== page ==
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The Year That Was in Network Sci-Fi (angel mention)

Sunday 23 May 2004, by Webmaster

The networks have all announced their fall schedules, and it’s a mixed bag for the sci-fi/fantasy/horror class of 2003-2004. Even before the announcements, we knew the fates of several genre shows, and some weren’t pretty. Let’s survey the dead and the living. The Dead:

"Angel" (The WB): Despite one of the most impressive fan campaigns in TV history — which included mailings, a food drive, a moving billboard and a rally — the "Buffy the Vampire Slayer" spin-off about a noble vampire (David Boreanaz) lost out in the ratings-vs.-budget cost-benefit analysis and bit the dust after five seasons with a rock’em-sock’em finale that left some unanswered questions. There may yet be TV-movies or even a further spin-off, but fans now face their first fall since 1997 without a show set in the "Buffy" universe. End of the world, indeed.

"Jake 2.0" (UPN): The promising science-fiction drama, with "Angel" co-creator David Greenwalt at the helm, showcased the acting chops and comedic timing of former "Popular" star Christopher Gorham (who was also pretty hunky), playing a cybernetically enhanced computer tech who becomes a spy. Intelligent writing combined with a sense of humor for this update on the "Six Million Dollar Man" (which was cheeky enough to have Lee Majors as a guest star), but competition from "Angel," "The West Wing," "The Bachelor" and especially "The O.C." proved ultimately fatal. Gorham, does, return though, on the NBC show "Medical Investigation."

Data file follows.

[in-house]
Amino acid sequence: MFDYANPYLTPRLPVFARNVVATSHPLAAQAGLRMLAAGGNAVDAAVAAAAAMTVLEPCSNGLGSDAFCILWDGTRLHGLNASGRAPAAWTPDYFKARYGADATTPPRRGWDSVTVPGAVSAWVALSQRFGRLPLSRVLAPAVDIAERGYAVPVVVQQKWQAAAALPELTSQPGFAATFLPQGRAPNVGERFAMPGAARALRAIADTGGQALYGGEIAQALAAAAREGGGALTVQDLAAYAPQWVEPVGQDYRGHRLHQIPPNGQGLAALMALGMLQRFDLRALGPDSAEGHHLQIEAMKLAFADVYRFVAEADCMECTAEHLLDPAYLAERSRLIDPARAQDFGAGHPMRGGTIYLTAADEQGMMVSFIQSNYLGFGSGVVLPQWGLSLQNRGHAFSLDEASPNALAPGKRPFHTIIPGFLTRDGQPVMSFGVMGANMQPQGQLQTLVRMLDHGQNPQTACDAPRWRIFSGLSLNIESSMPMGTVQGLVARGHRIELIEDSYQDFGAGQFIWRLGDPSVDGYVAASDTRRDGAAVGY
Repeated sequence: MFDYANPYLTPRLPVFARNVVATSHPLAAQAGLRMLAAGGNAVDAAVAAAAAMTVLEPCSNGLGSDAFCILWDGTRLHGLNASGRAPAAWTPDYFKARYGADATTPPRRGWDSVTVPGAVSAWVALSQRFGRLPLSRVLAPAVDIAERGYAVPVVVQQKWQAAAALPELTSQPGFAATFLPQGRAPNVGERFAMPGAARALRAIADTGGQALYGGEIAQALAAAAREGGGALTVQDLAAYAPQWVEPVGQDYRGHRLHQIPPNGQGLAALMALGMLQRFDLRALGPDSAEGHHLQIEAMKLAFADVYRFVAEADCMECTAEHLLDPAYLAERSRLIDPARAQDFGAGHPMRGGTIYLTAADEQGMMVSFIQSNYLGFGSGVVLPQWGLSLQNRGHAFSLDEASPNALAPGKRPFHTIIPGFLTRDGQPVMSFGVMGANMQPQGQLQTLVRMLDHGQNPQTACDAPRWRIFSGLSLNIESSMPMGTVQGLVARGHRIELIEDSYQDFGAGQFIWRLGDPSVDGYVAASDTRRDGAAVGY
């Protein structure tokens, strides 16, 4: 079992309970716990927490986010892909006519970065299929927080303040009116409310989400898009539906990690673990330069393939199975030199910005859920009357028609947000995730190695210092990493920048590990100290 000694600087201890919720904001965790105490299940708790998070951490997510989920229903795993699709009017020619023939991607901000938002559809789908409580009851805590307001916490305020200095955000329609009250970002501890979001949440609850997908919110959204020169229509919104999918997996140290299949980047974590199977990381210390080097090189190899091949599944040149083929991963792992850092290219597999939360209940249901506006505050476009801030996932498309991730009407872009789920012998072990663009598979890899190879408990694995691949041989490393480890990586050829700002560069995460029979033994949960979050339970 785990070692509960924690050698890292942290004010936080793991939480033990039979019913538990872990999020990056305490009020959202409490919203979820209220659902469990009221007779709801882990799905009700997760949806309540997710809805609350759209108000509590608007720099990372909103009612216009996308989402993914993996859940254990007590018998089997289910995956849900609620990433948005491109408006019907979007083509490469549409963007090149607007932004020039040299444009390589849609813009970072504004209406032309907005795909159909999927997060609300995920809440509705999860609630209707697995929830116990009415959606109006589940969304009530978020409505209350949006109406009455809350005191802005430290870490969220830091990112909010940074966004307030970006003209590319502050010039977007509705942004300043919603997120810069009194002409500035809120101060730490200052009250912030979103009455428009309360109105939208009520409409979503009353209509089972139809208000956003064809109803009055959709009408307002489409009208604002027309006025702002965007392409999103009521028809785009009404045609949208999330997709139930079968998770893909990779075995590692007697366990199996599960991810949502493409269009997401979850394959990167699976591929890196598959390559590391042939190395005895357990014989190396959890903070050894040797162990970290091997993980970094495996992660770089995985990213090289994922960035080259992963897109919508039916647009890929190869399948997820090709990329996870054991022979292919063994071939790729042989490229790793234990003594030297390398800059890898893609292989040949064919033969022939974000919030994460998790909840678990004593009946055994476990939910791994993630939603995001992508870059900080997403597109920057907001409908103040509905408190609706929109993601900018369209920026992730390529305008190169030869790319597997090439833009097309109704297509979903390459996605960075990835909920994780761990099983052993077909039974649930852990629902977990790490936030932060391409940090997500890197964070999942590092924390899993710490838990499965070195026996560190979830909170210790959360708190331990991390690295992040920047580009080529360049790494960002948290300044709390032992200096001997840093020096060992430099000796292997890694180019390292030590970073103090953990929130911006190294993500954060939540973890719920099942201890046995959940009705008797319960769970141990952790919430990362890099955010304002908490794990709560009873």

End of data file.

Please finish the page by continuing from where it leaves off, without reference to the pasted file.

"Tarzan" (The WB): Despite star Travis Fimmel’s killer cheekbones and impressive abs, this updating of the Edgar Rice Burroughs tale never quite decided what it was about in time to capture viewers (and we hear Fimmel was no walk in the park to work with, either, more’s the pity). High concept didn’t translate into high ratings, which should have been a lesson during this development season — but we’ll see about that.

"Wonderfalls" (FOX): This midseason romantic comedy-drama starring Caroline Dhavernas as a slacker receiving cryptic messages from animal figurines was quirky, thoroughly charming and original — which means it had to die. FOX has acquired an unfortunate habit of greenlighting innovative shows and then axing them quickly, from "Undeclared" and "Pasadena" to "The Tick," "Firefly" and "Keen Eddie." And FOX always has a show or two that never sees the light of day, which leads us to ...

"Still Life" (FOX): There was a faint flicker of hope that this drama about a family seen through the eyes of its slain son (Jensen Ackles) would air this summer, but with show-runner Marti Noxon off to another pilot, the odds of more episodes ever being produced are about nil. And it’s not on any of FOX’s three schedules.

The Living:

"24" (FOX): Anti-terrorist agent Jack Bauer (Kiefer Sutherland) had the third worst day of his life in the real-time espionage drama. After a gangbusters start, things faltered a bit midseason (this year’s baby will be enshrined with last year’s cougar and the previous year’s amnesia as ideas that should have died in the writer’s room) before kicking into slamming high gear with a deadly-virus storyline that should have been front and center all along. As part of FOX’s new year-round schedule, "24" returns in January with promises to air straight through without pre-emption.